Be Open and Candid…or Someone Else Will
Openness and engagement got a big boost this week, thanks to President Barack Obama.
Mr. Obama unveiled a new initiative: the Office of Public Engagement (OPE)—and declared its purpose to make government “inclusive, transparent, accountable and responsive.” (Read all about it at www.whitehouse.gov/ope.)
Those four principles—inclusive, transparent, accountable and responsible—should by no means be exclusive to the operating practices of the U.S. Government. They readily apply to the work environment of public and private organizations.
Leaders take note: you’ve got to step out from behind the big Green Curtain (think Wizard of Oz and Emerald City) to actively and openly create a culture of inclusiveness IF you want associates at all levels to feel and act as part of your team, rather than a spectator to your game of business.
The risks of distancing yourself and disenfranchising your workforce are way too high. More than fallen morale. More than worker attrition. Your reputation and credibility—as well as those of the organization you represent—are at stake.
Courtesy of cell phones and PDAs, nearly everyone today has the ability to be a 24-hour, seven-day a week broadcaster. These amateur reporters don’t need to stop at the security desk out front in order to gain entry to your facility—they walk right through your main entrance everyday.
Kathleen Hall Jamison, noted author and professor of Communications at University of Pennsylvania’s Annenberg School of Communications—as well as frequent contributor to several influential news programs—calls them Citizen Journalists.
I had the opportunity to hear Ms. Jamison earlier this month in Chicago, where she spoke of openness, engagement and how the President’s use of technology, engagement and grass-roots, feet-on-the-street communications were key to his successful bid for the presidency.
Briefly, her point was that the new social media outlets and tools should be used judiciously by professional communicators and leaders—and a combination of high-tech and high-touch (2-way, face-to-face) approaches are very effective. Further, while professionals must take care when using the new tools, the people in our organizations do not. There are no rules for them. They comprise the wild, wild west of information sharing. They even have their own language.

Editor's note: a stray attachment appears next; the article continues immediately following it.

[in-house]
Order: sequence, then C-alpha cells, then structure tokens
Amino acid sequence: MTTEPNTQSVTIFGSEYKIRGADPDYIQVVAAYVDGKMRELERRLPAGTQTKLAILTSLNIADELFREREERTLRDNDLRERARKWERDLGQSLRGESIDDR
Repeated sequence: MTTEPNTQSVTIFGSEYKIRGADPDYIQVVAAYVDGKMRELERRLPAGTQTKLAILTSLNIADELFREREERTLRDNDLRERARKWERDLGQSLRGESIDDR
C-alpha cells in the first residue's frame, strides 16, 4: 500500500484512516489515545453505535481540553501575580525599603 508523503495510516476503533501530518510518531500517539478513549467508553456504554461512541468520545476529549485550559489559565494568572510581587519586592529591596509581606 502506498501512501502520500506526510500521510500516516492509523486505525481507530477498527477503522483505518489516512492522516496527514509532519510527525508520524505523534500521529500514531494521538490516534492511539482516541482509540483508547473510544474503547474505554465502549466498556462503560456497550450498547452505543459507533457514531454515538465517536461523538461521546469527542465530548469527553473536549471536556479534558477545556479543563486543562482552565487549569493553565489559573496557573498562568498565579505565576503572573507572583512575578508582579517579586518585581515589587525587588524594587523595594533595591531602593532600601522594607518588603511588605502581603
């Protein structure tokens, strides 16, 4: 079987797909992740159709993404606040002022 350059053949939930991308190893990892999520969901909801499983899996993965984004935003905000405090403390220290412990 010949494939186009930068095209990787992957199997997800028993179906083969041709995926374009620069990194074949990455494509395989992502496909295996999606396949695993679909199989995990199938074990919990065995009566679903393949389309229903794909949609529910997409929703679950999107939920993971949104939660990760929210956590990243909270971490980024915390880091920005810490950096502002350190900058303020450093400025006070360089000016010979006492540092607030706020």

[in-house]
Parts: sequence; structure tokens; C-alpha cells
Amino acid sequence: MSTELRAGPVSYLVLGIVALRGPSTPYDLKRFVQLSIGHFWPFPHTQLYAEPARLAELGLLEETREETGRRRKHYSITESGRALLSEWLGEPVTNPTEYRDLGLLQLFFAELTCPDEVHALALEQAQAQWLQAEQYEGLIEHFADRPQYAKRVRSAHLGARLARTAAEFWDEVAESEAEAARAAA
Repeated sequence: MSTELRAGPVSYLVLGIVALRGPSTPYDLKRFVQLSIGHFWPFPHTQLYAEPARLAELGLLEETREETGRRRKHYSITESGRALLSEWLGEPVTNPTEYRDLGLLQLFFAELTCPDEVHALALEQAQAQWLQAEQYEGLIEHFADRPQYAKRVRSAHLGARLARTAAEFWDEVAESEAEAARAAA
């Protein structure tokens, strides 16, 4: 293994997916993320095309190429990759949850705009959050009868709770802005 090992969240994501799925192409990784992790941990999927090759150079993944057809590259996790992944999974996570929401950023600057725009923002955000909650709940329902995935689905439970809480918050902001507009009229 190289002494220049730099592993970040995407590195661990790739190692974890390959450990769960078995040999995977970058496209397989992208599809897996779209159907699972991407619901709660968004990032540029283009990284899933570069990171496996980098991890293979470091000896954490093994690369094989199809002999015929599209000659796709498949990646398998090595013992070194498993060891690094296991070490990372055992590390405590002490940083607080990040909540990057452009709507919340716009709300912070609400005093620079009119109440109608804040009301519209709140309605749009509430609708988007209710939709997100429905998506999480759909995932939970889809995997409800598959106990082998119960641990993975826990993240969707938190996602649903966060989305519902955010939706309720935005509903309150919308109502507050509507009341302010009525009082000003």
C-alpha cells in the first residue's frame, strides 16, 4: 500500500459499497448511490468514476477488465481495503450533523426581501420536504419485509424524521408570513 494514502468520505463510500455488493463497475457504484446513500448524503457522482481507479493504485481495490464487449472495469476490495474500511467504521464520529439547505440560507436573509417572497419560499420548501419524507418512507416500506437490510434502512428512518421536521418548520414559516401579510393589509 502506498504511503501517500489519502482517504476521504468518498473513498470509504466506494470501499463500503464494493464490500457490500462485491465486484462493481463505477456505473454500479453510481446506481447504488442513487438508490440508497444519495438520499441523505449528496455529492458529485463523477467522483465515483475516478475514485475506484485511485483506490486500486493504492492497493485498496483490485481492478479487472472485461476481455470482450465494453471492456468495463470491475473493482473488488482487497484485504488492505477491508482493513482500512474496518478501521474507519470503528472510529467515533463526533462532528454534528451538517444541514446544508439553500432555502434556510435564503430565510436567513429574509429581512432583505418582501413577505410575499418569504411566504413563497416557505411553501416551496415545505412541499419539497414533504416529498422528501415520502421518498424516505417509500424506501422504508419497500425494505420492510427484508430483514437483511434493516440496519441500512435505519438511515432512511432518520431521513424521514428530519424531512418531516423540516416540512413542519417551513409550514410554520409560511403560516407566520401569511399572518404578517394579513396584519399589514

Leaders can quickly see that the technological advances in personal communications demands that open and candid communication become an absolute necessity for any organization. Gone are the days when a leader could fire off a memo and have it readily accepted by everyone in the organization—simply because employees had no other options available. Their only link to the “outside” was the company phone and, in most organizations, access to those phone was limited.
Today, anyone can whip their personal broadcast station out of their pocket and instantaneously inform others—voice their support, dissent, outrage, etc.—and even send a graphic along to further document and illustrate their position.
The message to leaders is simple: be open, candid and timely with your communications, because if you don’t communicate, someone else in your organization will. Get familiar with the new technology. How can it help you motivate, inform and engage your people? How can it do exactly the opposite?
In a rapidly changing communications environment, leaders need to stay up with the pace of change—or hire those that can help them understand and leverage it properly. Dulye & Co. can help advise you and your organization on the best ways to use the technology, as well as the most effective ways to communicate with your organization and measure the effectiveness of that communication. If you’d like to know more about our capabilities, call Roger Gibboni at 845.987.7744 or drop him an email at email@example.com.